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Meet Janice Paulshock: Twenty-Year Advanced Stage Ovarian Cancer Survivor

Janice Paulshock is a busy woman. The 58-year-old resident of Harford County, a Maryland suburb, works full-time; is a committed mother and grandmother; runs to keep in shape; participates in charity bike rides to raise money for multiple sclerosis, from which her husband suffers; and volunteers to support current patients and medical students at Johns Hopkins. As if her schedule isn’t full enough, she’s been busy fighting cancer for the past twenty years.

Since the age of 38, Janice has beaten back an aggressive and advanced form of ovarian cancer not once, not twice, but five times. When her odyssey began, she was a wife and mother of three young children. Initially, she underwent standard chemotherapy and surgery at a community hospital. Afterwards, as a standard protocol, she received followup. About two years after her original diagnosis, her tumor markers started escalating. Her physician told her not to worry. Instead, Janice took action.

She contacted Johns Hopkins and, within one week, underwent a PET-CT scan in which a two-centimeter tumor was discovered. Shortly afterward, at Hopkins, she underwent surgery followed by intraperitoneal chemotherapy, which delivers drugs directly into the abdominal cavity.

The next few years were a blur of cancer recurrence, chemotherapy, surgery, and remission. Throughout it all, Janice continued to live a normal life despite the side effects of chemotherapy.  Friends and family provided meals and offered to take her to chemo sessions and injections at the hospital. “It was hard on all of us, but staying strong and making our lives as normal as possible was my goal,” Janice observes.

In 2009, says Janice, Dr. Deborah Armstrong, director of Johns Hopkins’ Breast and Ovarian Surveillance Service, suggested that she get tested to see if she carried the inherited BRCA2 genetic mutation, which increases the risk of breast cancer. Because children of individuals who are BRCA2-positive have a 50 percent chance of inheriting the mutation, Janice wanted to be able to share this information with her own kids if she tested positive.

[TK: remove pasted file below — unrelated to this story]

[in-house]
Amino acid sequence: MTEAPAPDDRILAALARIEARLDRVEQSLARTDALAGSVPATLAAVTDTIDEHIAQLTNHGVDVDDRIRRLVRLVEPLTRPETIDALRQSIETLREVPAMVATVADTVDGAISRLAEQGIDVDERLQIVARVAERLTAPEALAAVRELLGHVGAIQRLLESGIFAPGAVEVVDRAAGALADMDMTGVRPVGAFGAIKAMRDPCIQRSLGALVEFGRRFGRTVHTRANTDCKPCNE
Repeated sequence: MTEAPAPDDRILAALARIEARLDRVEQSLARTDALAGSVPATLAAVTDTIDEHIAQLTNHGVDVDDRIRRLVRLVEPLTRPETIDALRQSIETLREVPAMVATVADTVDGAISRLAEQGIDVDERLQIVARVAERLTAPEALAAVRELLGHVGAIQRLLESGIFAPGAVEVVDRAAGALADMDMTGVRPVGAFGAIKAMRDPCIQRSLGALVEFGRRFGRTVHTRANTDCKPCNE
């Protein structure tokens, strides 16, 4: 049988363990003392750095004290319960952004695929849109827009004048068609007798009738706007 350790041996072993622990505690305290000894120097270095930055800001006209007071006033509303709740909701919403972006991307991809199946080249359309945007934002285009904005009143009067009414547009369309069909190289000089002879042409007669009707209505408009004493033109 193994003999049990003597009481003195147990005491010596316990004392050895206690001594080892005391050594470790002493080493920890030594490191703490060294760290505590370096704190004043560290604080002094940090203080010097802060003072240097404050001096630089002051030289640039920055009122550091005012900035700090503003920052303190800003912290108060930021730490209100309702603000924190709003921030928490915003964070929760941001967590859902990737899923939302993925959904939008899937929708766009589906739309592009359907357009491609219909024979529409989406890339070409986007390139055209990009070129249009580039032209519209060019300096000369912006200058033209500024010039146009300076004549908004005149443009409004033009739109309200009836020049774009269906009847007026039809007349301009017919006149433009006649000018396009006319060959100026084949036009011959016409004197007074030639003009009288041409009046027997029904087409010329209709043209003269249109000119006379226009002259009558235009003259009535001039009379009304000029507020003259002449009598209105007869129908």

Janice did get tested, and learned she was BRCA2-positive. She’s monitored every six months by Dr. Armstrong. And while there’s naturally some anxiety leading up to her periodic bloodwork thus far they also have brought relief—if temporary. “I have six months not to worry about it,” she says of the period between check ups. In the interim, Janice stays busy. A significant portion of her time is spent educating others on the travails, and triumphs, of survivorship.

As a volunteer with Survivors Teaching Students Program, a nationwide program run through the Ovarian Cancer Research Alliance, Janice meets occasionally with third-year Johns Hopkins medical students to share her story. “They’ll ask questions like: ‘How did you tell your children? How do you feel about end of life decisions? How do you give patients hope?’” Janice says. These are challenging questions, ones to which survivors like Janice selflessly respond as best they can, thereby giving doctors-in-training important insight that can better prepare them to communicate with their future patients on sensitive topics.

Janice also volunteers with Woman to Woman, a program that pairs newly diagnosed patients with a survivor, facilitating a peer-to-peer source of support. The Johns Hopkins program is run by Nancy Farruggia, R.N., and Paula Silverman, survivorship program coordinator, through the Kelly Gynecological Oncology Service in the Department of Gynecology and Obstetrics with grant support from the Ovarian Cancer Research Alliance. The program affords survivors of GYN cancers an opportunity to act as a support system for current patients.

Volunteers with Woman to Woman receive training to support the emotional needs of patients in the program, with whom they converse via monthly teleconferences on various topics related to cancer treatment and survivorship. While not intended to replace mental health professionals, the survivors—because of their own personal experiences—can readily empathize with the more recently diagnosed patients and their challenges.

“I wish someone had been there for me like this. I was young,” says Janice. Now, with twenty years of experience behind her, she exudes confidence. “There are new drugs out there—PARP inhibitors, immunotherapy. There’s always something to try,” says Janice, sounding like the expert that she is.